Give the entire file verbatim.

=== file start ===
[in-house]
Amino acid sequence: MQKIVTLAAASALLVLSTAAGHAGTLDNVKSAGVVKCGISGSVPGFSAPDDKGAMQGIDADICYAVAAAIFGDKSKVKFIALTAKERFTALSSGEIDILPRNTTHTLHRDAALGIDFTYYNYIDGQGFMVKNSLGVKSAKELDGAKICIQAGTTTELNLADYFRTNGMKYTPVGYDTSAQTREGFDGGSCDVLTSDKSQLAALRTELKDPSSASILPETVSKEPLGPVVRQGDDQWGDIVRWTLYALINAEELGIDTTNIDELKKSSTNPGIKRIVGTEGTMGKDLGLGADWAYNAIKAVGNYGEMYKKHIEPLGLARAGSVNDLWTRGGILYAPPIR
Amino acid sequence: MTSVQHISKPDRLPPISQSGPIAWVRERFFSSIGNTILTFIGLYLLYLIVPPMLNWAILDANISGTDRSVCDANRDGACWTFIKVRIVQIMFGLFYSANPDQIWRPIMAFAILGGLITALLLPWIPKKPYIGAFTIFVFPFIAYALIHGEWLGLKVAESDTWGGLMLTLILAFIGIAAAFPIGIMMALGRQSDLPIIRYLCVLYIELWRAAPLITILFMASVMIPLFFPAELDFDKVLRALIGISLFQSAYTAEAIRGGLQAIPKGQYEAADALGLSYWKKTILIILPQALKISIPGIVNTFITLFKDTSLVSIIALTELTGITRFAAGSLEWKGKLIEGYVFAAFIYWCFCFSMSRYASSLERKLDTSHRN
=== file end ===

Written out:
[in-house]
Amino acid sequence: MQKIVTLAAASALLVLSTAAGHAGTLDNVKSAGVVKCGISGSVPGFSAPDDKGAMQGIDADICYAVAAAIFGDKSKVKFIALTAKERFTALSSGEIDILPRNTTHTLHRDAALGIDFTYYNYIDGQGFMVKNSLGVKSAKELDGAKICIQAGTTTELNLADYFRTNGMKYTPVGYDTSAQTREGFDGGSCDVLTSDKSQLAALRTELKDPSSASILPETVSKEPLGPVVRQGDDQWGDIVRWTLYALINAEELGIDTTNIDELKKSSTNPGIKRIVGTEGTMGKDLGLGADWAYNAIKAVGNYGEMYKKHIEPLGLARAGSVNDLWTRGGILYAPPIR
Amino acid sequence: MTSVQHISKPDRLPPISQSGPIAWVRERFFSSIGNTILTFIGLYLLYLIVPPMLNWAILDANISGTDRSVCDANRDGACWTFIKVRIVQIMFGLFYSANPDQIWRPIMAFAILGGLITALLLPWIPKKPYIGAFTIFVFPFIAYALIHGEWLGLKVAESDTWGGLMLTLILAFIGIAAAFPIGIMMALGRQSDLPIIRYLCVLYIELWRAAPLITILFMASVMIPLFFPAELDFDKVLRALIGISLFQSAYTAEAIRGGLQAIPKGQYEAADALGLSYWKKTILIILPQALKISIPGIVNTFITLFKDTSLVSIIALTELTGITRFAAGSLEWKGKLIEGYVFAAFIYWCFCFSMSRYASSLERKLDTSHRN